College Preparation Step-by-Step Guide

A diverse group of students on a college campus.

For many high school students, and some parents, college preparation can feel overwhelming. There is often so much to do that you don’t even know where to begin.

Lucky for you, CFNC is in your corner to help you plan, apply, and pay for college. Here’s your guide detailing everything you need to know about how to prepare for college from the high school halls to college campuses.

Start Prepping for College Early

This is a point that cannot be stressed enough. You can never start college planning too early. Knowing that, where are you supposed to start? There’s a lot that goes into the college prep process.

We’ve told you all about how important it is to start preparing for college early. You know to start thinking about college at the beginning of high school (and even before that). You’ve even been filled in on how to apply for college and what you need to know. But how do students actually prepare for college once they’ve been accepted? It’s a huge transition. It’s also an incredibly exciting one.

Still, as the mind races with the excitement of attending classes, meeting new people, and finally spreading your wings, few people take the time to tell students what they really need to know about how to prepare for college. We’re talking about the steps that students need to take during high school and their freshman year of college to set themselves up for success. By taking the time to start preparing early, you can ensure that your student will be ready for whatever college throws at them.

9th Grade: Taking the First Step Toward College

For many students, all of high school is an opportunity to prepare for college. From the day they start high school, every day is a chance to inch closer to the student they want to be by the time they get to college. That’s why it’s important that they start thinking about how to prepare for college the moment high school begins.

Start Thinking About College Early

High school is a cumulative journey. That means grades as early as freshman year can have a big impact on college transcripts. Also, freshman year is a terrific time for students to boost their GPAs and set themselves up for success later on. Making sure that your student does well in those early freshman year classes lays a solid foundation upon which they can build the rest of their academic career.

Take Tough Classes and Learn to Study

Among the skills students should learn in high school, developing sound study habits is right at the top. It’s important to remember that no matter how smart your student is, college courses can be tough. Even students that have been in honors classes or AP courses all through school may find themselves struggling in college. This is why high school is about more than taking challenging courses. It’s about developing the right study habits that can carry a student through a successful career in higher education.

10th Grade: The Push for Higher Education Heats Up

As your student moves into 10th grade, it’s important they stay the course while also planning ahead. Sophomore year is when many colleges really start looking at grades. It’s also the time when the difficulty in classes begins to ramp up.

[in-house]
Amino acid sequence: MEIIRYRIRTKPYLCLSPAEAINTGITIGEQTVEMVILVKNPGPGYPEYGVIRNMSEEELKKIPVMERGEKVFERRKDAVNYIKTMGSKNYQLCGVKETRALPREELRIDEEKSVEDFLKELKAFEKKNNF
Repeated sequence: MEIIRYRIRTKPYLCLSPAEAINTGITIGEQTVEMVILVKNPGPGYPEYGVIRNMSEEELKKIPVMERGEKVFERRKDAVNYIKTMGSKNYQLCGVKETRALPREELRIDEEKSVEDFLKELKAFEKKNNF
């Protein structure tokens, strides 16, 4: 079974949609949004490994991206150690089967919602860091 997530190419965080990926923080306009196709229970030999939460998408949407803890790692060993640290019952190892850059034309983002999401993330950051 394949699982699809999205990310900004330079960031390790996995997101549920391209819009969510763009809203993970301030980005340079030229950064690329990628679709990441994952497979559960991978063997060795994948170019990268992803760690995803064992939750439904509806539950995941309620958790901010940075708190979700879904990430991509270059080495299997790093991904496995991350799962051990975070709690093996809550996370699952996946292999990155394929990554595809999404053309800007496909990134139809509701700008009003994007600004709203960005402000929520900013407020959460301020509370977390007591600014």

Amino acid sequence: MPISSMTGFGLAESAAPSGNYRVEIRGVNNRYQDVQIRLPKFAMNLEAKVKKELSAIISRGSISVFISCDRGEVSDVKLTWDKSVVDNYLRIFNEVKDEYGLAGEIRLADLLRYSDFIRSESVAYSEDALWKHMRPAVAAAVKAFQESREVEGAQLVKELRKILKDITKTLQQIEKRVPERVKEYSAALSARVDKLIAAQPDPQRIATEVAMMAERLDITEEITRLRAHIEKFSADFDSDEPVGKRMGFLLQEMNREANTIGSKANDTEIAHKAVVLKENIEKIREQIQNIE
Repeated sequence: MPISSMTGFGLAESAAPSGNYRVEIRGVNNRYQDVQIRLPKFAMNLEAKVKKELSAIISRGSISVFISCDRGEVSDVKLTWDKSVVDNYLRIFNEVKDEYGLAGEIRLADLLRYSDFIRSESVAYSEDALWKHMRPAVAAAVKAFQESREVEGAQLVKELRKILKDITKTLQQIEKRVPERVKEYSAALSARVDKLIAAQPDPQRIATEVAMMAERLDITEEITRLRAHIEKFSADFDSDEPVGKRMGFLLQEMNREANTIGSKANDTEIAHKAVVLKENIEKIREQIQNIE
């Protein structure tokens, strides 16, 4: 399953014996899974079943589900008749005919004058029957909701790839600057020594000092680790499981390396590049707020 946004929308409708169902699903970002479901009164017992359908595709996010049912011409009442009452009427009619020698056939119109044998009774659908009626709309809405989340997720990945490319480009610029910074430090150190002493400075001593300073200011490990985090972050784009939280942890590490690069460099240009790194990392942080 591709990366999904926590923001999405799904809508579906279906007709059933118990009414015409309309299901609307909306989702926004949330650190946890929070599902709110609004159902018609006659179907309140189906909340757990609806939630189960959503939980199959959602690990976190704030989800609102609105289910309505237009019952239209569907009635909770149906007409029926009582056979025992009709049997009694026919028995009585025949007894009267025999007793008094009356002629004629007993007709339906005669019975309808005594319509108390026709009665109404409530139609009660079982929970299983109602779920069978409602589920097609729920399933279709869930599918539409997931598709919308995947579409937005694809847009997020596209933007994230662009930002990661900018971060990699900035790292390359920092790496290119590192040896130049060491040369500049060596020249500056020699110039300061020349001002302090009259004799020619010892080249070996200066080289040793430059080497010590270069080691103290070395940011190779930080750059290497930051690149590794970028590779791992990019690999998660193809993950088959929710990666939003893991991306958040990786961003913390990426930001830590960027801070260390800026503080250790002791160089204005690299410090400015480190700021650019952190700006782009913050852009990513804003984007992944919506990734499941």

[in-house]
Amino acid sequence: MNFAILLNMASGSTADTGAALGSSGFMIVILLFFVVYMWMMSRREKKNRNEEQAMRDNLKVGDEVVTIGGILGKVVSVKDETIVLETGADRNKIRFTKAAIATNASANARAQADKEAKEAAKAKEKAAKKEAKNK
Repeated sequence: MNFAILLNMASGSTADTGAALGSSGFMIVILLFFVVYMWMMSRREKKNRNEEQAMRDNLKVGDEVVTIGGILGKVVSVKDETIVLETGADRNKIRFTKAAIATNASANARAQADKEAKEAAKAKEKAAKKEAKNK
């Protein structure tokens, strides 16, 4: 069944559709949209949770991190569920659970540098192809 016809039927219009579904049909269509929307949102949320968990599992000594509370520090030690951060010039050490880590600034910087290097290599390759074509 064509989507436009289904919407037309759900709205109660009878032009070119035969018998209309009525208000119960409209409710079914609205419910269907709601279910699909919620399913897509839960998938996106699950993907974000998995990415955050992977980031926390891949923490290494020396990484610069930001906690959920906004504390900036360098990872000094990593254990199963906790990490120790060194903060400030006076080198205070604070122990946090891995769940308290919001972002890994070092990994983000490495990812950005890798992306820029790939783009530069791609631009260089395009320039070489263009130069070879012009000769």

Sign Up for Extra-Curriculars While You Have the Time

Sophomore year of high school is a prime time for students to get into extra-curricular activities. It’s smart to establish themselves in clubs and community organizations, especially if they plan to run for a leadership role later on. Sophomore year is also a terrific time to sign up for sports teams. Students should try out and see how things go. If your student doesn’t make the team, they have a whole year to practice and try out again.

Study for SATs and ACTs

Sophomore year is also the ideal time to begin studying for the SATs and ACTs. Junior year is when most students actually take the tests for real. That’s why it’s so important to begin studying for the tests now. Many students will take the PSAT during their sophomore year and have another chance to take it again their junior year. Remember that only the junior year scores will count toward the National Merit Scholarship Program. That’s all the more reason to start practicing now!

11th Grade: Getting Down to Business

Junior year of high school is when it’s really time to buckle down and get serious about college preparation. The junior year of high school will represent much of your student’s high school career by the time they apply to college. That makes it all the more important for students to do as well as possible to ensure they have the best GPA and class rank they can.

Take the SATs and ACTs

Remember how we were telling you about studying for the SATs and ACTs during your sophomore year? It’s time for all that hard work to pay off. Junior year of high school is when most students take their SATs and ACTs. Some students may squeeze in a final test or two the fall semester of their senior year, but it’s best to take care of tests now. Most juniors in North Carolina will take the ACT for free during their spring semester. Take advantage of this free test by studying hard so you may not need to take it again.

Schedule Campus Tours

Campus tours are an important part of the college application process. How is a student supposed to commit to spending years studying at a place they’ve never visited? The best time to schedule campus tours is while classes are still in session so students can get the complete college experience and see what campus feels like in action. Then, by the time senior year rolls around, students will know everything they need to make a fully informed decision.